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imageA wiser person than I once said that humans have four basic needs. One is the need to be nurtured. Next is the need to be needed. Third, the need to be noticed. And finally, the need to be nudged.

Although I never had much luck nudging my own children, I’ve often thought of a story about a small boy who could not be nudged to quit banging a drum. Various attempts were made to do something about quieting the child.

One person told the boy that he would, if he continued to make so much noise, perforate his eardrums. This reasoning was too advanced for the child, who was neither a scientist nor a scholar.

A second person told him that drum beating was a sacred activity and should be carried out only on special occasions. A third person offered the neighbors plugs for their ears; a fourth gave the boy a book; a fifth gave the neighbors books that described a method of controlling anger through biofeedback; a sixth person gave the boy meditation exercises to make him placid and docile. None of these attempts worked.

 

Eventually, a wise person came along with an effective motivation. He looked at the situation, handed the child a hammer and chisel, and asked, “I wonder what is INSIDE the drum?”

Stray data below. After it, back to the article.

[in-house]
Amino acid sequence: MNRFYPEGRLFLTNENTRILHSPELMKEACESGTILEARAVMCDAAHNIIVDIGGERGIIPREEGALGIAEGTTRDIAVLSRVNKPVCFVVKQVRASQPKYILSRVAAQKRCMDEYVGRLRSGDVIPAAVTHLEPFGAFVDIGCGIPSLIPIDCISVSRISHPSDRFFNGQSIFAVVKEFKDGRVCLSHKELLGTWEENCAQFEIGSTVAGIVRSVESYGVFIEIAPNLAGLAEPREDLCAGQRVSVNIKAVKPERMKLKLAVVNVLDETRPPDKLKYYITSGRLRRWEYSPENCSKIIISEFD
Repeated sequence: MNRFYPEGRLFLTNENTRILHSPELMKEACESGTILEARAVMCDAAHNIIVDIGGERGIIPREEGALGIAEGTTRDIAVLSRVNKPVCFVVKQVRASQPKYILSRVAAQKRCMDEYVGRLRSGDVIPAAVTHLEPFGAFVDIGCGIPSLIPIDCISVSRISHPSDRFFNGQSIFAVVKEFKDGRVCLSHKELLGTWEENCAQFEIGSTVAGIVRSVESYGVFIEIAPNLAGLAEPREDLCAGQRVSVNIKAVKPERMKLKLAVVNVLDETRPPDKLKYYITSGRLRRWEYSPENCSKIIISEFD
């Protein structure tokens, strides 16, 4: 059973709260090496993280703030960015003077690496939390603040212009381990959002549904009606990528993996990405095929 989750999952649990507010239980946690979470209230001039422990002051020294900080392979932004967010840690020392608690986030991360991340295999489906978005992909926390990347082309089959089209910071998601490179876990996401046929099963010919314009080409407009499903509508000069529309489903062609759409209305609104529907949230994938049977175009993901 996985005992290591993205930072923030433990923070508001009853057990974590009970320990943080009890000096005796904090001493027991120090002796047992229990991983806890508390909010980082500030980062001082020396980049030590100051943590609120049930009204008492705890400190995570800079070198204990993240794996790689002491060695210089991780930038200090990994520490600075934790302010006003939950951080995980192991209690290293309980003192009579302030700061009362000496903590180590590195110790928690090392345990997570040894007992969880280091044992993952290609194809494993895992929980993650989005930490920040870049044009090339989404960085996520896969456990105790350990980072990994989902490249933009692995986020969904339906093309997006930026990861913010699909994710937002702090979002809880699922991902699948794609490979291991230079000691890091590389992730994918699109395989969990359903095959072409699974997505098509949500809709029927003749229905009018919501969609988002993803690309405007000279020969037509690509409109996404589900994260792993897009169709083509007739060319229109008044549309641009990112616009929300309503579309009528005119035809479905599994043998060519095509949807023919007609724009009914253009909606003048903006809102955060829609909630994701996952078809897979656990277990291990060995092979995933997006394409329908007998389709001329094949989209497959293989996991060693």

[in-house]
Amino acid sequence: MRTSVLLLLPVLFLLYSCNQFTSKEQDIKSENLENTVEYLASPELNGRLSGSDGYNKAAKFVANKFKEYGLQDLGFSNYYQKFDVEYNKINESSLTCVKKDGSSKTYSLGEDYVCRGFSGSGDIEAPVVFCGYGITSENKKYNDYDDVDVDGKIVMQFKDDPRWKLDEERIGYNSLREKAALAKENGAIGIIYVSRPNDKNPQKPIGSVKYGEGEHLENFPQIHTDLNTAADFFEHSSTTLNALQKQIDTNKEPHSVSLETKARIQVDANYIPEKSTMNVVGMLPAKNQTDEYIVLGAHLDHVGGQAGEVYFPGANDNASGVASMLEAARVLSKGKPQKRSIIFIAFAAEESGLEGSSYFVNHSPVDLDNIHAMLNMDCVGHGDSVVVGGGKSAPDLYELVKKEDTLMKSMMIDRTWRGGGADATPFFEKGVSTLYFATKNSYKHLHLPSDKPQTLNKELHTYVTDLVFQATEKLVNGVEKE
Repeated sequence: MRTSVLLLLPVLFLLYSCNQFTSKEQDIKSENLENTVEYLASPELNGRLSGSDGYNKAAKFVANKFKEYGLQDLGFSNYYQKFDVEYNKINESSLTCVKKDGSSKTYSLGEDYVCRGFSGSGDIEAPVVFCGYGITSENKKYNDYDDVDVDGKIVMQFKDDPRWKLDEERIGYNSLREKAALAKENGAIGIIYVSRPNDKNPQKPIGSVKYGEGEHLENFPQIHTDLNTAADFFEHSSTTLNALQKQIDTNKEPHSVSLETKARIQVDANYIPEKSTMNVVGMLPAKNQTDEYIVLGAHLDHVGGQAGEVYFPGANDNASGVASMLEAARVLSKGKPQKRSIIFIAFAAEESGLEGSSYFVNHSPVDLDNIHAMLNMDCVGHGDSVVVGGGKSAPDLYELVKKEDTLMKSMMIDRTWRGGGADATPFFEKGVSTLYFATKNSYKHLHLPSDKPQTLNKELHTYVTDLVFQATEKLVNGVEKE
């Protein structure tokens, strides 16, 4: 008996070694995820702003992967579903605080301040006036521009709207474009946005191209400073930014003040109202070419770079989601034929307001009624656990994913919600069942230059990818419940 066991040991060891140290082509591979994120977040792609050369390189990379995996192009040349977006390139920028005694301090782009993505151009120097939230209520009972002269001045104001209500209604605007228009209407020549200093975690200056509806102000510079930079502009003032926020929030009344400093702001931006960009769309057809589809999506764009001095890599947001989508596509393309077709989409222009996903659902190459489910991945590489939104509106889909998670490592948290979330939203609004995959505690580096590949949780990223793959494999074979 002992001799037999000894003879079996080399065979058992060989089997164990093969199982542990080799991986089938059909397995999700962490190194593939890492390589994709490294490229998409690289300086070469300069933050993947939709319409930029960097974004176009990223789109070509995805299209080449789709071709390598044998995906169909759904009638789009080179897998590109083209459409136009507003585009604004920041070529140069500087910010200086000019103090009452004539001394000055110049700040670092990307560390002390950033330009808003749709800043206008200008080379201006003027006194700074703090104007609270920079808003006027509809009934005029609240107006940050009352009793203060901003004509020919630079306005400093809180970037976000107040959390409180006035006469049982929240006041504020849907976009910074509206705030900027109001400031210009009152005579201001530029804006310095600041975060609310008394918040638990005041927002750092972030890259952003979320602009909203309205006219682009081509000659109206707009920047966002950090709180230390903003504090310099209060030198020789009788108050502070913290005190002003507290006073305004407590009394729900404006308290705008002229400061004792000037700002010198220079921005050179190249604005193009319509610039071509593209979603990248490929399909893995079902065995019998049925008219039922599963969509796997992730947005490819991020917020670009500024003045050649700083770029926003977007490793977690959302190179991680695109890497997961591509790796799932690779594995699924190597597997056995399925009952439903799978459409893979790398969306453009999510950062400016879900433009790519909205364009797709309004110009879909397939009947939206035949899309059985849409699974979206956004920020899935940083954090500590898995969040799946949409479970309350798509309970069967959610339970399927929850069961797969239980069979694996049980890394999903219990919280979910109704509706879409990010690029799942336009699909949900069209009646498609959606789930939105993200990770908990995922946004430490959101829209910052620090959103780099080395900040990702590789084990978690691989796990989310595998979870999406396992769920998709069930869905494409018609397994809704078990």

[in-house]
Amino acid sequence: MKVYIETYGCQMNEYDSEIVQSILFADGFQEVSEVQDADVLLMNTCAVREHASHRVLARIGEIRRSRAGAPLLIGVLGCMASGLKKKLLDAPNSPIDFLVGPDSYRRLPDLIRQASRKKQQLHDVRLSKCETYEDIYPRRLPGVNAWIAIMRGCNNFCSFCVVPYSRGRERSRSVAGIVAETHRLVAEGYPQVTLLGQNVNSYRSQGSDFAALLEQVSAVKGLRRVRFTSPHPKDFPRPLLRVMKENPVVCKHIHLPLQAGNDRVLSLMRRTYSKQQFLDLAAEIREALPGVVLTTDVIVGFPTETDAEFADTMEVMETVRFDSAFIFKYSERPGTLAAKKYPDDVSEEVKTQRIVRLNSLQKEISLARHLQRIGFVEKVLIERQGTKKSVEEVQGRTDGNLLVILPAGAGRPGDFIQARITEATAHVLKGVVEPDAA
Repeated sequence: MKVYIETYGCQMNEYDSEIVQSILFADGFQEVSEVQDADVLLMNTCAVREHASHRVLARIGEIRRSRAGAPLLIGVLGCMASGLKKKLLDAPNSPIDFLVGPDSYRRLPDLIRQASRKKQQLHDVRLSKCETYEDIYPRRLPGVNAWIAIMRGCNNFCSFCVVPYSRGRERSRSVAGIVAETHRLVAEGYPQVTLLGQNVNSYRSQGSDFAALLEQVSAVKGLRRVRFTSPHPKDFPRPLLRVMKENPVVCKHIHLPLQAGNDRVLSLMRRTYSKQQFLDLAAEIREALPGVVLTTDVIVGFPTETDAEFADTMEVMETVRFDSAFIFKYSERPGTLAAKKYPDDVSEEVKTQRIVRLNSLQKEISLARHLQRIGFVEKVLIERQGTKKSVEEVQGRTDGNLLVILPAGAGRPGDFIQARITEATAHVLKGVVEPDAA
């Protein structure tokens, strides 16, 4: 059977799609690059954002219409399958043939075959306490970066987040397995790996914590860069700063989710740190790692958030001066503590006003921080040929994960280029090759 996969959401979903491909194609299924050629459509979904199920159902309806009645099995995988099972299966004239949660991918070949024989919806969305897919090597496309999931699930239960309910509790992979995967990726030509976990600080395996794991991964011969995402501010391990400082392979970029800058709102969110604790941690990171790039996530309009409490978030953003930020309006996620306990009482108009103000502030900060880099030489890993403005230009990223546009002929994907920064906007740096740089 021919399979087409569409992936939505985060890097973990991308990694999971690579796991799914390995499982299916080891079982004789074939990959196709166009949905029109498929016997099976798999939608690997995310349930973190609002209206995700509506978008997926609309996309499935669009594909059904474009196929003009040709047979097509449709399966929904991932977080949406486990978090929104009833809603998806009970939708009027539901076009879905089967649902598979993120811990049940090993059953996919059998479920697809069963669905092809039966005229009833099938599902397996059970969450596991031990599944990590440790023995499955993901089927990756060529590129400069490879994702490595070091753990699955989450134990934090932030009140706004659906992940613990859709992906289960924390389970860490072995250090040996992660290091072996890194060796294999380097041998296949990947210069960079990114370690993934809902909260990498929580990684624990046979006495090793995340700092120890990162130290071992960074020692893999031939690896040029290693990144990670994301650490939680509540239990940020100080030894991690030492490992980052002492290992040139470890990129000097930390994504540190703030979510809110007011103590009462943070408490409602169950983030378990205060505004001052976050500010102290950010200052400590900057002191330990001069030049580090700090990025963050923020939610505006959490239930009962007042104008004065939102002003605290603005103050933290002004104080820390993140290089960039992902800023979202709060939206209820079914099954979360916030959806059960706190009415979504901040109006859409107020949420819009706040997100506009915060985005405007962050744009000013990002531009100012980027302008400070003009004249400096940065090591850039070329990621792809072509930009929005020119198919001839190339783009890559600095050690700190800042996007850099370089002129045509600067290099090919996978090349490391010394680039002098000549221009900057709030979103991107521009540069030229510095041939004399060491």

No more problem.

I agree that we sometimes need to be nudged. At times, we may need to be nudged into healthier behaviors. Or maybe nudged out of destructive relationships or patterns. Or simply nudged to think a little bigger; to do or be a something more challenging and less mediocre.

No doubt, that is why the motivational industry is so successful. (And no, it is probably not true that if you listen to your motivational tapes backwards you will become a failure. I think a couple of you may have been worried about that.)

It seems to me that good leaders know about this basic human need to be prodded, challenged and encouraged. They also know that the best way to nudge someone is often simply to invite them along a path that is more appealing than the one they’ve chosen. The best leaders teach us to dream and tempt us to do more than we ever thought possible. They challenge us to be a part of something great.

Writer Antoine de Saint-Exupery said, “If you want to build a ship, don’t drum up the men to gather wood, divide the work, and give orders. Instead, teach them to yearn for the vast and endless sea.” Sometimes all we need is a nudge to desire something magnificent.

Is this the nudge you need?

Steve Goodier


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